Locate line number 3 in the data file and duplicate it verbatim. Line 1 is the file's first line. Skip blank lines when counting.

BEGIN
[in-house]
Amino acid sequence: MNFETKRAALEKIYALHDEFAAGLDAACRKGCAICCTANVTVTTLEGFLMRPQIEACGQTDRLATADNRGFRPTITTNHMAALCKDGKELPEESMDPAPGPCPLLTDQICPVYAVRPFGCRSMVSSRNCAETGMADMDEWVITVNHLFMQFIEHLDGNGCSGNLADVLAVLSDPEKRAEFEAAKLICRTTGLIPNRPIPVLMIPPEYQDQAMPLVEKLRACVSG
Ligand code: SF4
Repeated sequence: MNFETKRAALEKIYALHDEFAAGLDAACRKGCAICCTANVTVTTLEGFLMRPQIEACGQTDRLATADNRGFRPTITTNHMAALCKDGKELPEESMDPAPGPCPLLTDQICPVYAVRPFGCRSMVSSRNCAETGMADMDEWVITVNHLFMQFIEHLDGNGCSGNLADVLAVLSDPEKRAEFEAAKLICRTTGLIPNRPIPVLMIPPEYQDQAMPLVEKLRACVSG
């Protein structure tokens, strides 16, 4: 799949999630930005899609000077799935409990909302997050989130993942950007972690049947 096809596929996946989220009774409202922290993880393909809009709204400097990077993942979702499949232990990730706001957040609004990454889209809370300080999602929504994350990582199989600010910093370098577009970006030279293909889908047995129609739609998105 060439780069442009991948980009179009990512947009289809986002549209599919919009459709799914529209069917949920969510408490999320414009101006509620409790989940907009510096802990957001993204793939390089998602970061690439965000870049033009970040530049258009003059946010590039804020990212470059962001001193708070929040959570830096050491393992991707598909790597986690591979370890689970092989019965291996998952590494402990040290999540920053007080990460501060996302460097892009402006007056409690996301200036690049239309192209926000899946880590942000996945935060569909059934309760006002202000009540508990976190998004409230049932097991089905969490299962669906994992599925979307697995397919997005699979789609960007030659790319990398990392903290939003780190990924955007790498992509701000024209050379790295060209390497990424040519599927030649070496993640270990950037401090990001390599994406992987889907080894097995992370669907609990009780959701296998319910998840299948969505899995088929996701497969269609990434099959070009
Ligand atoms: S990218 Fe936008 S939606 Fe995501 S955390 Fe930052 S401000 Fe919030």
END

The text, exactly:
Ligand code: SF4